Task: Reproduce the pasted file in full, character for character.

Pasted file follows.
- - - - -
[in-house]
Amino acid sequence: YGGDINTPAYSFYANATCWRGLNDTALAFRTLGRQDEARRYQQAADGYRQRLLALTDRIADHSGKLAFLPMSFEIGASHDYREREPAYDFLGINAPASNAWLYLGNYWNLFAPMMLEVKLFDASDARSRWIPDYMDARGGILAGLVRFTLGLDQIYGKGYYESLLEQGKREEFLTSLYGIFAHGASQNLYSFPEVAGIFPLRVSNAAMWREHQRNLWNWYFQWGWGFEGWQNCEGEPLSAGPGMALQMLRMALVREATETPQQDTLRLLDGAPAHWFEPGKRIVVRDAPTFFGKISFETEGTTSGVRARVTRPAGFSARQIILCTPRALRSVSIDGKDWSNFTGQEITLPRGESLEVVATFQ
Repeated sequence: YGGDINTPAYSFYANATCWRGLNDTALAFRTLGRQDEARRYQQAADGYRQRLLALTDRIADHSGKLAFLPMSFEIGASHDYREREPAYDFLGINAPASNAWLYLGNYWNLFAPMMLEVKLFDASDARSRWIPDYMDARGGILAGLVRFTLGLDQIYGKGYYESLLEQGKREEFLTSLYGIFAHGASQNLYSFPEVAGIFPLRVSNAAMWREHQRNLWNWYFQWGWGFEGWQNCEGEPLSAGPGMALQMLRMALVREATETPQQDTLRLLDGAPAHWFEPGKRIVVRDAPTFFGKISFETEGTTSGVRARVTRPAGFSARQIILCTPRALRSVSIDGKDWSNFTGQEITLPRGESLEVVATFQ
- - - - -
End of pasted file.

[in-house]
Amino acid sequence: YGGDINTPAYSFYANATCWRGLNDTALAFRTLGRQDEARRYQQAADGYRQRLLALTDRIADHSGKLAFLPMSFEIGASHDYREREPAYDFLGINAPASNAWLYLGNYWNLFAPMMLEVKLFDASDARSRWIPDYMDARGGILAGLVRFTLGLDQIYGKGYYESLLEQGKREEFLTSLYGIFAHGASQNLYSFPEVAGIFPLRVSNAAMWREHQRNLWNWYFQWGWGFEGWQNCEGEPLSAGPGMALQMLRMALVREATETPQQDTLRLLDGAPAHWFEPGKRIVVRDAPTFFGKISFETEGTTSGVRARVTRPAGFSARQIILCTPRALRSVSIDGKDWSNFTGQEITLPRGESLEVVATFQ
Repeated sequence: YGGDINTPAYSFYANATCWRGLNDTALAFRTLGRQDEARRYQQAADGYRQRLLALTDRIADHSGKLAFLPMSFEIGASHDYREREPAYDFLGINAPASNAWLYLGNYWNLFAPMMLEVKLFDASDARSRWIPDYMDARGGILAGLVRFTLGLDQIYGKGYYESLLEQGKREEFLTSLYGIFAHGASQNLYSFPEVAGIFPLRVSNAAMWREHQRNLWNWYFQWGWGFEGWQNCEGEPLSAGPGMALQMLRMALVREATETPQQDTLRLLDGAPAHWFEPGKRIVVRDAPTFFGKISFETEGTTSGVRARVTRPAGFSARQIILCTPRALRSVSIDGKDWSNFTGQEITLPRGESLEVVATFQ